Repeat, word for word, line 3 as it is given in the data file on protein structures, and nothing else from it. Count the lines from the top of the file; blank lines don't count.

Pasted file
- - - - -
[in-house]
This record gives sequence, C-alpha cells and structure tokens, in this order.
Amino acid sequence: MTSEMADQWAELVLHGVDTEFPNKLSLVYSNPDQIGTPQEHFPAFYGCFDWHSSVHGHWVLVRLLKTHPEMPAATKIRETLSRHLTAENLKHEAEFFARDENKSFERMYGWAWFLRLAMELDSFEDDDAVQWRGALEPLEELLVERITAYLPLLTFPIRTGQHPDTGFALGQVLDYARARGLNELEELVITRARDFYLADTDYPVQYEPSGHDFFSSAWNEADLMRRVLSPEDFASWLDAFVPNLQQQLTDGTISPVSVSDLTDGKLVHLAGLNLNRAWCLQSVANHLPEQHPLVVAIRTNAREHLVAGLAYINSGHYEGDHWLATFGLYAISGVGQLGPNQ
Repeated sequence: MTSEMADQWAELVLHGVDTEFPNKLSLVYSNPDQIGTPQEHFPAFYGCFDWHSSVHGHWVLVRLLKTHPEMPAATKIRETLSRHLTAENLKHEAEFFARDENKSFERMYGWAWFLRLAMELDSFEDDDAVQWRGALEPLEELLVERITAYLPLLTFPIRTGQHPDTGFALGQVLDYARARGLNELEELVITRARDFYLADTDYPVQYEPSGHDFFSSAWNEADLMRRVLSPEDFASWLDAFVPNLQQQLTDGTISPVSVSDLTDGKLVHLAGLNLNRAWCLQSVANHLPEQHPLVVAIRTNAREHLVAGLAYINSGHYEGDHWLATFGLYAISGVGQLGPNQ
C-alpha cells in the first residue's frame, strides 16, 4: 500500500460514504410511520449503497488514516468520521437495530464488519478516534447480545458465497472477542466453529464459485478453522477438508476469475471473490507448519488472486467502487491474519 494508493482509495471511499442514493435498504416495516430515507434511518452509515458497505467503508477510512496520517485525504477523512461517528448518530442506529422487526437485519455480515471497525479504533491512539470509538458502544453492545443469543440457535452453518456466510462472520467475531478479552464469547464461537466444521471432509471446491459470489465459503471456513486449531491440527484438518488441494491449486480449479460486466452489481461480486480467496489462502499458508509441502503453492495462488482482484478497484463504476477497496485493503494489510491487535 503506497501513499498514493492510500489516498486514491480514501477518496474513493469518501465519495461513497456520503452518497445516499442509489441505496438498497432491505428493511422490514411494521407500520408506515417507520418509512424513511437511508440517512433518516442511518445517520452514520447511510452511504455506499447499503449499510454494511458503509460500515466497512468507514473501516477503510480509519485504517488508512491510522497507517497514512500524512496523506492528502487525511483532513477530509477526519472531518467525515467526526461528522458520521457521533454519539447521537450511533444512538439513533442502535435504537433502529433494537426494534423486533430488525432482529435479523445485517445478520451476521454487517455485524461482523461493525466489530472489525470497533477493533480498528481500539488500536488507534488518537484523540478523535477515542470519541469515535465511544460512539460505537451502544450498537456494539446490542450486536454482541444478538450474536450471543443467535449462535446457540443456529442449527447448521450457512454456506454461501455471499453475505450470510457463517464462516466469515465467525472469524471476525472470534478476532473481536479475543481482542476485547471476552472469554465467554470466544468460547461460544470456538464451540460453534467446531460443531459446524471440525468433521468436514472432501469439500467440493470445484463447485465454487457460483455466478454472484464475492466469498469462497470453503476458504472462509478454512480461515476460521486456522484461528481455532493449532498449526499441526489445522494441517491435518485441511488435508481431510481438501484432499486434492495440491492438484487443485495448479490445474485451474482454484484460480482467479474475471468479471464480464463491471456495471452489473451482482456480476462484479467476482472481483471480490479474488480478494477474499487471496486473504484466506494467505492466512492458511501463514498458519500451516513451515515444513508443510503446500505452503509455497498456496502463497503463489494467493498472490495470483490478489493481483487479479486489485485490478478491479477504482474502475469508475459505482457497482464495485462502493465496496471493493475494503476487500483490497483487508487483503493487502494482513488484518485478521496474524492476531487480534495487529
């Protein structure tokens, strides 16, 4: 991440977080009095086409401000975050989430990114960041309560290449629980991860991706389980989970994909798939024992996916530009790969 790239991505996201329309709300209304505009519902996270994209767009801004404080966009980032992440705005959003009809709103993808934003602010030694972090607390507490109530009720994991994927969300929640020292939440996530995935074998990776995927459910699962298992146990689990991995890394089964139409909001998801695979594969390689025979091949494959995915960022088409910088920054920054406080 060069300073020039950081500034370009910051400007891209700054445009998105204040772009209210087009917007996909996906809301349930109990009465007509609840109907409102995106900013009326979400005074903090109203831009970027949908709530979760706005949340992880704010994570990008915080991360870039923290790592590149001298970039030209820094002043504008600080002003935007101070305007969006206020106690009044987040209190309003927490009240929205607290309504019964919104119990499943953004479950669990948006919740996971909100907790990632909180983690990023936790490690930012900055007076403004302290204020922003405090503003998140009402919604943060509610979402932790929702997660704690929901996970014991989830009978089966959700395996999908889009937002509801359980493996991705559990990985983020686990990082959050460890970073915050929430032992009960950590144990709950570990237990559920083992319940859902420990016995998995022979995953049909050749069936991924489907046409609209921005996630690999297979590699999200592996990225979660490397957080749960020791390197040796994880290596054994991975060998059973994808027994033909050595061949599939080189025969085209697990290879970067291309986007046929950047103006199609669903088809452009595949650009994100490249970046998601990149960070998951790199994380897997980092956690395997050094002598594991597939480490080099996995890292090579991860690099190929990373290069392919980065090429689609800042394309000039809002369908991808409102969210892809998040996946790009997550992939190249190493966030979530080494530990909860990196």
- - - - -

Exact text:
Amino acid sequence: MTSEMADQWAELVLHGVDTEFPNKLSLVYSNPDQIGTPQEHFPAFYGCFDWHSSVHGHWVLVRLLKTHPEMPAATKIRETLSRHLTAENLKHEAEFFARDENKSFERMYGWAWFLRLAMELDSFEDDDAVQWRGALEPLEELLVERITAYLPLLTFPIRTGQHPDTGFALGQVLDYARARGLNELEELVITRARDFYLADTDYPVQYEPSGHDFFSSAWNEADLMRRVLSPEDFASWLDAFVPNLQQQLTDGTISPVSVSDLTDGKLVHLAGLNLNRAWCLQSVANHLPEQHPLVVAIRTNAREHLVAGLAYINSGHYEGDHWLATFGLYAISGVGQLGPNQ